Saturday, January 6, 2018

C# Azure Function sending SMS message

Overview

An example using an Azure Function written in C# (scripting) to send text message using Twilio. The full source code is on github.

One of the key issue was to reference the Twilio.Api.dll.

From the platform Feature Dialog of the Azure Function, in the Azure Portal
  • Open KUDU Powershell console 
  • Create a ref folder in the main source folder
  • Drag and drop the Twilio.Api.dll from your desktop to the top file system in the browser





To reference the DLL from the main source file use the following syntax.
#r "D:\home\site\wwwroot\RequestSmsSending\ref\Twilio.Api.dll"



Azure Function Run Method 


#load "SendSmsHelper.csx"
#load "AzureFunctionHelper.csx"

using System.Net;

public static async Task&tl;HttpResponseMessage> Run(HttpRequestMessage req, TraceWriter log)
{    
    var ah = new AzureFunctionHelper(req, log);

    ah.Log(log, $"-- SendSMS --");

    string smsID    = null;
    var smsText     = await ah.GetParameter("smsText");
    var responseMsg = $"Invalid parameters";
    var to          = await ah.GetParameter("to", SendSmsHelper.FRED);
   
    if(smsText == null) { 

        ah.Log(log, responseMsg);
    }
    else {

        var finalSmsText = $"[{DateTime.Now}][{smsText}]";
        smsID            = SendSmsHelper.SendSMS(finalSmsText, to);
        responseMsg      = $"To:{to}, SmsID:{smsID}, SmsText:'{finalSmsText}'";
        ah.Log(log, responseMsg);
    }
    return await ah.GetResponse(smsID != null, responseMsg);
}


Wednesday, December 27, 2017

JavaScript ES6 filter(), take() and range() with iterator



      //

      let filter = function * (items, predicate) {

          for(let item of items)
              if(predicate(item))
                  yield item;
      }

      let take = function * (items, number) {

          let count = 0;
          if(number < 1) return;
          for(let item of items) {

              yield item;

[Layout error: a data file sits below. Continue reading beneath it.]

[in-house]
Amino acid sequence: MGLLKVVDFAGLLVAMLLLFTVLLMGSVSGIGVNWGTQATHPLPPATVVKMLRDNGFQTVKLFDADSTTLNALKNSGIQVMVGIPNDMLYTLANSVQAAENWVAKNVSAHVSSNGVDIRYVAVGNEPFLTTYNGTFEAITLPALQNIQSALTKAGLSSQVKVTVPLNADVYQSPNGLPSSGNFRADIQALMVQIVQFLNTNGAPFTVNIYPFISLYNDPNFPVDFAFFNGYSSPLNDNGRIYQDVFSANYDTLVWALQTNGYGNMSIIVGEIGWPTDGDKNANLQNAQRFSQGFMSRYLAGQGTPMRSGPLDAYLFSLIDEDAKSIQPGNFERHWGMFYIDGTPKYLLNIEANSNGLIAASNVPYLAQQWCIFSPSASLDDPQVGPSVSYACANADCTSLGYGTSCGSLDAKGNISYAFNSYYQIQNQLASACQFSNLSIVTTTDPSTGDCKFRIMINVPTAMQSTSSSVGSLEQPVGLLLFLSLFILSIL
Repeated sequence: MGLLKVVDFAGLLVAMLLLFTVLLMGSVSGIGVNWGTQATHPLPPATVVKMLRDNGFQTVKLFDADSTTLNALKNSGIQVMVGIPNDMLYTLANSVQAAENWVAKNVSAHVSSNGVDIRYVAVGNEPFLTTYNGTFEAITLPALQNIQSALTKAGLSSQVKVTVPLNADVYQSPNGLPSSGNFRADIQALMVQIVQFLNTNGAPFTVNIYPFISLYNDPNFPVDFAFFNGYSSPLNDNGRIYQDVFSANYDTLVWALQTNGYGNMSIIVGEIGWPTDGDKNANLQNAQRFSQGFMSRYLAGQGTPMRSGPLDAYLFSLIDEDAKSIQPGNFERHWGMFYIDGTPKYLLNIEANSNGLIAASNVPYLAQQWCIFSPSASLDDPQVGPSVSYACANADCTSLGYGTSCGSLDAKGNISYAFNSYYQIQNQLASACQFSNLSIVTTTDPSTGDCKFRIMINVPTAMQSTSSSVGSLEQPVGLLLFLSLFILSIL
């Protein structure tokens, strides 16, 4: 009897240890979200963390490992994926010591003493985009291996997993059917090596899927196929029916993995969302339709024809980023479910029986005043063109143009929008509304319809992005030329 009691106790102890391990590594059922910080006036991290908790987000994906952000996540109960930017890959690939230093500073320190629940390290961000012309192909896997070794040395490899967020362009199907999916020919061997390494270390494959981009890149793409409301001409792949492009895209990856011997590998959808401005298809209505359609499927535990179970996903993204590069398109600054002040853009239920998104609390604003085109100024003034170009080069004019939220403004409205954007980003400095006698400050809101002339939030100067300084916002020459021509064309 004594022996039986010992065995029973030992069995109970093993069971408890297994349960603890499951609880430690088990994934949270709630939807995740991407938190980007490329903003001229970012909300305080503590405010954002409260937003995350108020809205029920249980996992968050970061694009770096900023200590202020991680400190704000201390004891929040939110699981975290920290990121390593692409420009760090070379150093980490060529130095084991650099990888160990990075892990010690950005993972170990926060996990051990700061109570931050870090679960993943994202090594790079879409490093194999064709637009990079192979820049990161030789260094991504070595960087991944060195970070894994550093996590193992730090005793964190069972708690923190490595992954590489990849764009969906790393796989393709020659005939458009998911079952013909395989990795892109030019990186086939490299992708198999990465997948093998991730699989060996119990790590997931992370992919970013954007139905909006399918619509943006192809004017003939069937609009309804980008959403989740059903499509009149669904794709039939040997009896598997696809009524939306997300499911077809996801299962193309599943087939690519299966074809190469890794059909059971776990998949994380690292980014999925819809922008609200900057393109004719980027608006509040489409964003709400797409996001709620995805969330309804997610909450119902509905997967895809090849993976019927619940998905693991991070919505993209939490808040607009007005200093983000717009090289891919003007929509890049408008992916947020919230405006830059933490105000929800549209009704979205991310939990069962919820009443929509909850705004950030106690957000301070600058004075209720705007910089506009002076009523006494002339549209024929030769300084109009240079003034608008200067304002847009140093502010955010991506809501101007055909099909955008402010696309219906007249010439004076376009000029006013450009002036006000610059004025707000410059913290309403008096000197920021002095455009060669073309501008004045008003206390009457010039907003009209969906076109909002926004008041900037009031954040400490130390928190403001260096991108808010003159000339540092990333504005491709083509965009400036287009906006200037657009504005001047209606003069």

count += 1;
              if(count == number) return;
          }
      }
      
      let range = function * (start, end) { 
        
        let current = start;
        while(current <= end) {

          let delta = yield current;
          current += delta || 1;
        }
      }

      let count   = 0;
      let found   = null;
      let names   = ["Joy","Sue","Bob","Tom", "Sophie"];

      for(let e of take( filter( names, e => e.startsWith("S")), 1 ) ) {

          count += 1;
          found = e;
      }
 
      
      let result    = [];
      let iterator  = range(1, 10);
      let next      = iterator.next();

      while(!next.done) {

        result.push(next.value);
        next = iterator.next(2);
      }

JavaScript Class With Iterator (ES6)

//
//
      class Company {
          
          constructor() {
              this._employees = [];
          }
          addEmployees(...names) {
              this._employees = this._employees.concat(names);
          }
          *[Symbol.iterator]() {
              for(let e of this._employees)
                yield e;
          }
      }

      let count   = 0;
      let company = new Company();
      company.addEmployees("Fred","Joe","Tommy","Tom", "Sophie");

      for(let employee of company) {